I bought this book a couple of years ago when I first started getting interested in translated crime fiction (for the record my first one was a Larsson but Asa rather than Stieg). I rescued the book from my TBR pile today because it’s going be In The Spotlight at Margot Kinberg’s excellent crime fiction blog Confessions of a Mystery Novelist this coming week.
On a summer’s day in Sweden the body of a young woman is dredged from a lake. Roseanna depicts in realistic detail the process of identifying first the woman and then her killer.
It’s a bit shameful in crime fiction circles to have to admit to never having heard of the ten Martin Beck books before a couple of years ago, let alone acknowledging that I’ve never read one until now. Like Peter from Detectives Beyond Borders, one of my immediate and overwhelming sensations as I started reading was that I was discovering the source material for many of the characters & writing styles that these books inspired in the more recently published works I am more familiar with. From that perspective alone the book was a delight to read.
But there is, of course, much more than that or else the book and its series mates would not still be being re-issued every few years. The thing that struck me most about the style of the book was its realism. Policing is depicted as a slow process in which the vast bulk of the time was spent on activities and leads that would ultimately prove to go nowhere. Of course in 1965 this was even more true than it is today as communicating with other police forces and international jurisdictions was all done via physical post and the occasional unintelligible trans-Atlantic phone call.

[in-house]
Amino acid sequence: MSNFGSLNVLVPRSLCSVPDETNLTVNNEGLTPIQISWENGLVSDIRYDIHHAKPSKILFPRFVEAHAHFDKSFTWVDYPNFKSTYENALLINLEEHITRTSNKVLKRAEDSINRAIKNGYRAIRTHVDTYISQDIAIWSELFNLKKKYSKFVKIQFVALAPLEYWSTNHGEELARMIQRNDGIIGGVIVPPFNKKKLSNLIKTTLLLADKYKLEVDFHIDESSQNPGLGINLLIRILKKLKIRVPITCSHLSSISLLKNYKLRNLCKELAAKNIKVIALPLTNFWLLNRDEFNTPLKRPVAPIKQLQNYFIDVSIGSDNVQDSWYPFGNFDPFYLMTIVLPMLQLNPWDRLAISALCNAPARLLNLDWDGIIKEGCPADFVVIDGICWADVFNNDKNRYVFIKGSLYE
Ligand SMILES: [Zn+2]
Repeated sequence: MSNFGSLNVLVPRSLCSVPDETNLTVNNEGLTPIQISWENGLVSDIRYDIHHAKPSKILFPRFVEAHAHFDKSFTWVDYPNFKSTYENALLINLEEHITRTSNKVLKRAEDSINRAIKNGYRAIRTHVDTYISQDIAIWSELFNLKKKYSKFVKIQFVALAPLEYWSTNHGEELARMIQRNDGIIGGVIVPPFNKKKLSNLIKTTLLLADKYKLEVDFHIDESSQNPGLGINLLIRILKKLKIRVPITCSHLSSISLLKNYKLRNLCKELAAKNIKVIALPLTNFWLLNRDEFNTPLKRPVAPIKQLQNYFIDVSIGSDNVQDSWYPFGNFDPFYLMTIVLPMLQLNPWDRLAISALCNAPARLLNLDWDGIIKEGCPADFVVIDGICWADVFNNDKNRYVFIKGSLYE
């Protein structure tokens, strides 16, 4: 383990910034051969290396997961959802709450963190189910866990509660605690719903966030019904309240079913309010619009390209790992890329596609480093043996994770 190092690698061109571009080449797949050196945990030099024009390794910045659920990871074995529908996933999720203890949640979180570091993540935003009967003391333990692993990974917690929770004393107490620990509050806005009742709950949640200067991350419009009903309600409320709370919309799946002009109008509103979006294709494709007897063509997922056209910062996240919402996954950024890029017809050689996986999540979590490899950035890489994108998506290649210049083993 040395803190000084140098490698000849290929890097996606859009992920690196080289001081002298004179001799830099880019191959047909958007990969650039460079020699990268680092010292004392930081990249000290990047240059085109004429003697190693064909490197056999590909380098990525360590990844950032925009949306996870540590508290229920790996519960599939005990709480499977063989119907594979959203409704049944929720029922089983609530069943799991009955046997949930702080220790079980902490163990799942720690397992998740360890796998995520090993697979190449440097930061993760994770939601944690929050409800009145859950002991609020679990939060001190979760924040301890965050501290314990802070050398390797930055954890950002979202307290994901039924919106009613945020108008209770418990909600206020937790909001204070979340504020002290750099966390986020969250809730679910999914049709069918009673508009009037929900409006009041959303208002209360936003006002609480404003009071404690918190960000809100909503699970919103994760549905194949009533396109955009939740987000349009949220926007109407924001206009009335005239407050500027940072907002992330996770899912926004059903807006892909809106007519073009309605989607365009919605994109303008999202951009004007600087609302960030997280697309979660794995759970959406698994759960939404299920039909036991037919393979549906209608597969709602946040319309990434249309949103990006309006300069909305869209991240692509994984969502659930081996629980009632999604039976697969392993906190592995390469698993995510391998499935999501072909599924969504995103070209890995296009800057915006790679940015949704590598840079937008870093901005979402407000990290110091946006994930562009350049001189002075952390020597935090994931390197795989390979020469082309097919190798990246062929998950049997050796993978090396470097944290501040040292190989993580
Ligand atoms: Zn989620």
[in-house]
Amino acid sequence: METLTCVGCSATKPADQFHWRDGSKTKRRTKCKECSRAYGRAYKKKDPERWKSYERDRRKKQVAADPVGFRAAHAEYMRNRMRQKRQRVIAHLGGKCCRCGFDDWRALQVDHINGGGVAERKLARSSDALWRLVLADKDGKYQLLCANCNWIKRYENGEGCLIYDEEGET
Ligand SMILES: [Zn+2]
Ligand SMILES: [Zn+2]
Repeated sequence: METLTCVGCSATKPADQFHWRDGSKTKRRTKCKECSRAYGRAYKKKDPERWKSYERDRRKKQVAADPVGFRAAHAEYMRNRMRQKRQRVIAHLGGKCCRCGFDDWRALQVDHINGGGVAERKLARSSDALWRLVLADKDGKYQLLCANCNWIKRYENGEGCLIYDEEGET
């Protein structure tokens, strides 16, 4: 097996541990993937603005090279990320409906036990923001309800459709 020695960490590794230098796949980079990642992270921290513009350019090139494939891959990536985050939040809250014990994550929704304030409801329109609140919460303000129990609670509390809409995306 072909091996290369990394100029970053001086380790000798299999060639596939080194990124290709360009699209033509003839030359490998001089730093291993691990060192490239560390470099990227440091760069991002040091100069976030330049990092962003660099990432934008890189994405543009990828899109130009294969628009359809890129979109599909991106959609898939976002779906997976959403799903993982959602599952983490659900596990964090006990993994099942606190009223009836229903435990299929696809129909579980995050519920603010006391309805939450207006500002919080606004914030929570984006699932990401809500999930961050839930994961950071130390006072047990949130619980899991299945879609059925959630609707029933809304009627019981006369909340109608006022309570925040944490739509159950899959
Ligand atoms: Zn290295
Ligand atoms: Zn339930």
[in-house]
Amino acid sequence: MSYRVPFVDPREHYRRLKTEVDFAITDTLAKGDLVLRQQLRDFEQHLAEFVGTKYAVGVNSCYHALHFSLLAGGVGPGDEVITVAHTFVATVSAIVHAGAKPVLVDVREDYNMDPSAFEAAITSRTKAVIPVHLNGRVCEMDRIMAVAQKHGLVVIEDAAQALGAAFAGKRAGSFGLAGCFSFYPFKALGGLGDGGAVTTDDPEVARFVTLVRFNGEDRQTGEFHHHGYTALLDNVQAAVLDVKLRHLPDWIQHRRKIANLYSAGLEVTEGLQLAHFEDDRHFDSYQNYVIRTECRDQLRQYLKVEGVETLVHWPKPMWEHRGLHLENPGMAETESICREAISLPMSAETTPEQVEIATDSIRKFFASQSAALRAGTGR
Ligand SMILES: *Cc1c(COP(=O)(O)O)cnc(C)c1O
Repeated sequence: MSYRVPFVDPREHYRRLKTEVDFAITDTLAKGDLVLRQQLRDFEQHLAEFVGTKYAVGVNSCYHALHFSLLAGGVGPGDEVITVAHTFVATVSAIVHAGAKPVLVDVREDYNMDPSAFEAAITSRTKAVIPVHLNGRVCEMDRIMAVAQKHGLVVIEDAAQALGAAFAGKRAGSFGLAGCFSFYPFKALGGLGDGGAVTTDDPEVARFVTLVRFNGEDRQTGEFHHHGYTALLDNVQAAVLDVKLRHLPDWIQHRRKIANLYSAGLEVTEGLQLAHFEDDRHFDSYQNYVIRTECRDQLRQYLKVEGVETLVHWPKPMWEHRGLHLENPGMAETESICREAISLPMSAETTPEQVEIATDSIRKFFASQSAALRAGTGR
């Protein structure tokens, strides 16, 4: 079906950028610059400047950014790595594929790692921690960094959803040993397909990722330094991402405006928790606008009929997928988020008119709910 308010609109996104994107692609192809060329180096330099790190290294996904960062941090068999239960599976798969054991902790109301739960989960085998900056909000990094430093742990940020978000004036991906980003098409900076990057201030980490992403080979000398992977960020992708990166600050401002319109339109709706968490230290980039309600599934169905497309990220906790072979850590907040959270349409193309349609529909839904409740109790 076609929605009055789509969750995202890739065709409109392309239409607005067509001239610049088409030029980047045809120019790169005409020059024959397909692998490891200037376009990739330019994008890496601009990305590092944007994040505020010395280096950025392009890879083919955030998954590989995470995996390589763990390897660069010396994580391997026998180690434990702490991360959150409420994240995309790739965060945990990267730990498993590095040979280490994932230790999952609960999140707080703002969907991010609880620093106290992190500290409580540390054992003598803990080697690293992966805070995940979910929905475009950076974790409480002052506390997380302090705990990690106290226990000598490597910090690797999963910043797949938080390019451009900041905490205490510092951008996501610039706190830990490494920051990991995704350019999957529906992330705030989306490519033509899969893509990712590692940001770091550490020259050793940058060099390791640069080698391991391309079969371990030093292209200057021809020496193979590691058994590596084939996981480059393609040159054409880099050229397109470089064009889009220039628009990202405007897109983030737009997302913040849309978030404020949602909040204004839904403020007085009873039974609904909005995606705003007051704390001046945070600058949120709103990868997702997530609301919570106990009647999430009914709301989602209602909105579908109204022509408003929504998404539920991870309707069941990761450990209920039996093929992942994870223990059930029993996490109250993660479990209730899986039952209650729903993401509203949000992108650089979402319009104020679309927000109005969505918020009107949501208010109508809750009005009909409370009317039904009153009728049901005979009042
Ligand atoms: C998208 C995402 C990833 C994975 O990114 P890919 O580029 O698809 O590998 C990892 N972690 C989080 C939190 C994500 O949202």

Martin Beck too is realistic, perhaps a little too much so. If the phrase ‘dour Swede’ has been over-used since Scandinavian crime fiction has become flavour of the month then surely the blame must lie mostly at the feet of the rarely smiling, crowd hating, always ill, never wanting to go home Martin Beck. As a characterisation I think he’s marvelous but as a human being I’d rather not be stuck in an elevator for any great length of time with him. However his dogged persistence in doing the work that needed to be done regardless of how time consuming and potentially fruitless it might be, is quite wonderful. And there are glimpses of a very dry humour in the book though I did get the feeling these were being rationed by the authors in the way that a strict parent might ration a child’s sweets.
The edition of the book I read had an introduction by Henning Mankell in which he discussed his own joy at reading the book when it was first released and described Sjowall and Wahloo’s very clear plan to use “crime and criminal investigation as a mirror of Swedish society…they realised there was a huge, unexplored territory in which crime novels could form the framework for stories containing social criticism”. In Roseanna the authors tackled the nature of bureaucracy, the rise of consumerism and even used the nature of the crime itself in a country that prided itself on being the kind of place where such things did not happen with a subtlety that I would dearly love to see more of in modern fiction.
I do have a minor grizzle about this translation being a bit too full of modern Americanisms, for example ‘vamp’ being used as a verb, to be totally authentic to the book’s time and place and I would be curious to read a contemporary translation. But that is a minor gripe about an otherwise enjoyable reading experience and I would heartily recommend the book to fans of modern police procedurals who want to know more about the history of this fine art form.
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My rating 3.5/5
Translator Lois Roth; Publisher Harper Perennial [this edition 2006, original edition 1965]; ISBN 9780007232833; Length 245 pages
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